It features an ensemble cast of Kevin Spacey, Stanley Tucci, Zachary Quinto, Jeremy Irons, Paul Bettany, and Demi Moore (among others) as various members of risk and upper level management at the firm. Today when I think of Kevin Spacey I immediately go to Frank Underwood’s South Carolina drawl, but it was refreshing to see Spacey from a time before everyone expected that accent from him.

It’s hard to pick a star or main character, but Spacey’s Sam Rogers serves as the film’s moral compass as he swings between doing what feels capitalistically prudent and what just feels right. Ultimately, and repeatedly, what’s right in this world is what’s right by the rules of capitalism. The foremost of those being: if you have a piece of information, it’s best to act on it first. Beyond that it’s useful to have a sense of self-preservation that trumps any conscience for those who will inevitably bear the brunt of what should be your loss. That the potential loss is more than the company’s worth only heightens the tension.

In those tense, critical moments where decisions must be made, the characters are asked to look inside themselves. They’re asked to truthfully and with a clear head consider the alternatives. On one hand there’s total bankruptcy in every conceivable way for all parties involved, especially those who hesitate or second guess. Or if they all cut their losses early, no matter how steep they will be, there will be an opportunity for recovery (or cushy severance packages). The market, life itself, goes in cycles like that for those lucky enough to stay on board the carousel when the music slows, and are potentially useful when things speed up again.

If you don’t find that situation stressful enough, Chandor demonstrates through some of his stylistic choices that he is capable of elevating a good script to another level. The camera is steady with little sweeping movement and many lingering takes. Music is also sparce, as one would expect in a highly stressful floor such as this. The lack of persistent music and longer takes that occasionally creep in on subjects in moments of consternation serve to ratchet up the tension. Other choices like staying with a shot as characters walk back and forth across the camera casting shadows accomplishes the same.

With A Most Violent Year, Chandor shows the development of his directorial skills, further establishing a signature style.

Oscar Issac, who broke out as Llewyn in the Cohen Brothers’ Inside Llewyn Davis (2013) and will soon play a lead role in Star Wars: The Force Awakens, climbs on my list of favorite actors with his performance as Abel Morales. Abel is the owner of Standard Heating Oil Company and is looking to expand his oil and gas efforts in New York in 1981 – you guessed it, a particularly violent year. All of a sudden someone is hijacking Abel’s trucks, syphoning the gas, and abandoning them later. Aside from the lost oil, drivers are beginning to fear for their safety simply driving around the city, threatening to walk.

Closer to home, their new home, Abel encounters and wards off a would be intruder which shakes his wife Anna’s (Jessica Chastain) faith in Abel’s ability to keep them safe as well. To top it all off, the District Attorney (David Oyelowo) is preparing to indict Abel on 14 or so counts of fraud, tax evasion, etc. – which Abel shifts over to his accountant, who happens to also be his wife.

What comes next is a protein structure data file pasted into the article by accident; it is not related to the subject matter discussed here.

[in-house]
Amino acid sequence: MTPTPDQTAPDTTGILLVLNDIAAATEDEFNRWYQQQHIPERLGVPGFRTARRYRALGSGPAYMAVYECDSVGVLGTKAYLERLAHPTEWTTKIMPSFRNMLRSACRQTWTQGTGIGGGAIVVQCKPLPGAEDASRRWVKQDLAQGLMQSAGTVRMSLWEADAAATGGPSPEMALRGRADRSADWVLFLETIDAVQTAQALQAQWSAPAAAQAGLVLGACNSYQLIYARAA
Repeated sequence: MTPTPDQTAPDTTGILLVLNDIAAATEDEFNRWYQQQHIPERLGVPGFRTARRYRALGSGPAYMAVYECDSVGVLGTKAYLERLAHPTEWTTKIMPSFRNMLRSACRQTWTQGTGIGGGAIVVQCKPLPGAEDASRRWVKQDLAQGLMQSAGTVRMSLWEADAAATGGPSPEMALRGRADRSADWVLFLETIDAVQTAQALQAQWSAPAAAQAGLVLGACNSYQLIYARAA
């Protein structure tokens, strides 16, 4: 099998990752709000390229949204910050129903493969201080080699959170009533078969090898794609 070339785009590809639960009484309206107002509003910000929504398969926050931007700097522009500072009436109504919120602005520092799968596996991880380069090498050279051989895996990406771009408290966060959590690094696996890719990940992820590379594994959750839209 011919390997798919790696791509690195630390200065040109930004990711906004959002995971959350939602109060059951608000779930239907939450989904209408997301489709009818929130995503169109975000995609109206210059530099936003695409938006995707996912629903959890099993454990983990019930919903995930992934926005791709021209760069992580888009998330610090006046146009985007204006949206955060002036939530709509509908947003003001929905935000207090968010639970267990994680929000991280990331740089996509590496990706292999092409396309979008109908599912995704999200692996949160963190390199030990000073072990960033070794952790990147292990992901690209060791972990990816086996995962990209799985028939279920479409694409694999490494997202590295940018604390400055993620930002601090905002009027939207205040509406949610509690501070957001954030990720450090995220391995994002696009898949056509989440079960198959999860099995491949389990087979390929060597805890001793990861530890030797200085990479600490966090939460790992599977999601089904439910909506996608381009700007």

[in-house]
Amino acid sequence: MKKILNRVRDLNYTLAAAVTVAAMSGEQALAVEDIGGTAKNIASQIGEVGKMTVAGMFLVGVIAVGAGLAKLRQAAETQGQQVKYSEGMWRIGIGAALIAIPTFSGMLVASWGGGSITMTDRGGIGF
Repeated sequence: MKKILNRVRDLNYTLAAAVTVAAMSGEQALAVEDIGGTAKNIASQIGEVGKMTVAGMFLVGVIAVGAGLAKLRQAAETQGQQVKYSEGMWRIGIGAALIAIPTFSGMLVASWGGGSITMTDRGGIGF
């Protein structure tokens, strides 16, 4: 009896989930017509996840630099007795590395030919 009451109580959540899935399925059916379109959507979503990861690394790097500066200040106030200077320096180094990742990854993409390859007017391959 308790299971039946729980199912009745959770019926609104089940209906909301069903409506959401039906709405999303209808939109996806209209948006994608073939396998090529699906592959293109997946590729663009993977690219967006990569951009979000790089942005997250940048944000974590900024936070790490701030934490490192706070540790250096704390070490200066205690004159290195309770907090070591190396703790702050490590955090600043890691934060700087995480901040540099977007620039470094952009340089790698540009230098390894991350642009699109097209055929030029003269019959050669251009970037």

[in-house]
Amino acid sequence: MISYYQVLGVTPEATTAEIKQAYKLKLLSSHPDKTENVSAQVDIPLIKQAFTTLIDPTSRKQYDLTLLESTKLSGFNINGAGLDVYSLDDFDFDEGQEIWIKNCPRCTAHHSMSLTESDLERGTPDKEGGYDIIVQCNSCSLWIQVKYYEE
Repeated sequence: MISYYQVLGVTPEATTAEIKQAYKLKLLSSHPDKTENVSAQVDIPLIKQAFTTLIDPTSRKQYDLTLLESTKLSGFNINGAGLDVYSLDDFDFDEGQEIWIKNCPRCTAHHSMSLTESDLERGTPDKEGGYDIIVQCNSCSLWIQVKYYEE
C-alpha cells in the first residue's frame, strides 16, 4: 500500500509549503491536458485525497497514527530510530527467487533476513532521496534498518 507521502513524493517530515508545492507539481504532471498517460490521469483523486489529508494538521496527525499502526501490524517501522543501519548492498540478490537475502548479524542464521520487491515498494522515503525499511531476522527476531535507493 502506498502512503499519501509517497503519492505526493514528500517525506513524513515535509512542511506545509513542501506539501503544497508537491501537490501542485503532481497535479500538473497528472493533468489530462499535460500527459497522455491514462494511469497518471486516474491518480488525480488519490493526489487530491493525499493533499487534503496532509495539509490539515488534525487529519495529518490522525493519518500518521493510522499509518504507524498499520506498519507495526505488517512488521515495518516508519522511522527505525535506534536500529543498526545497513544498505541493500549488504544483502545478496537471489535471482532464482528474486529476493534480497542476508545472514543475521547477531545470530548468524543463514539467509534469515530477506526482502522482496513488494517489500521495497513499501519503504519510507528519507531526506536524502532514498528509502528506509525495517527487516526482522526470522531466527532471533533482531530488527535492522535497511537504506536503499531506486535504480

All of Chandor’s dramas thus far involve characters in situations that only seem to go from bad to worse with seemingly no end other than death despite their best efforts, but there’s rarely hopelessness. Instead, both Abel and Sam keep faith in and keep preaching the virtue of truth. For them staying true to themselves and doing what’s right is what’s best. They know they haven’t done anything illegal or unclean, even though their industries are built on deception and slight of hand, and they trust that truth will continue to bring them success.

For Abel though what’s right is more much difficult to determine. Like Sam, Abel owes everything he has built to capitalism, but he will not go so far as to become a gangster to continue his dream. It wouldn’t be his dream anymore then, he doesn’t want it that way.

He resolves to solve his problems himself, leaving no stone unturned, but will do so the right way. For a while he’s skittish, unsure of how to go about being strong in a colder world than he imagined. Numerous events throughout the film serve to harden Abel, and Isaac proves more than capable of cooly carrying on with a certain air of panache that appears heavily gangster, but maintains a relatable human touch.

In A Most Violent Year, Chandor casts his characters in more shadows than Margin Call, which mostly takes place on one floor of an office building. With a large, secluded home, chases through the streets of New York, and one particularly great scene pulled over on the side of the road in the dead of the night, A Most Violent Year has much more action than Chandor’s first two features. Scenes where characters will move back and forth across a still camera and around a mostly dark room are longer and more plentiful. Chandor uses the technique along with the slow creep zoom in to build a greater sense of dread that things might not work out this time. Scenes where characters move in pitch darkness are all the more thrilling, even if they aren’t moving much at all.

At some point Abel states to a young protege, “I’ve always been a lot more afraid of failure than anything else.” Aren’t we all?

If one is willing to do anything to avoid failure, does that make them a bad person? What price is too much to pay for one’s own success? In retrospect, it’s pretty simple, the pursuit of your success shouldn’t come at the expense of someone else’s. But sometimes that’s unavoidable, depending on how bad you want to succeed.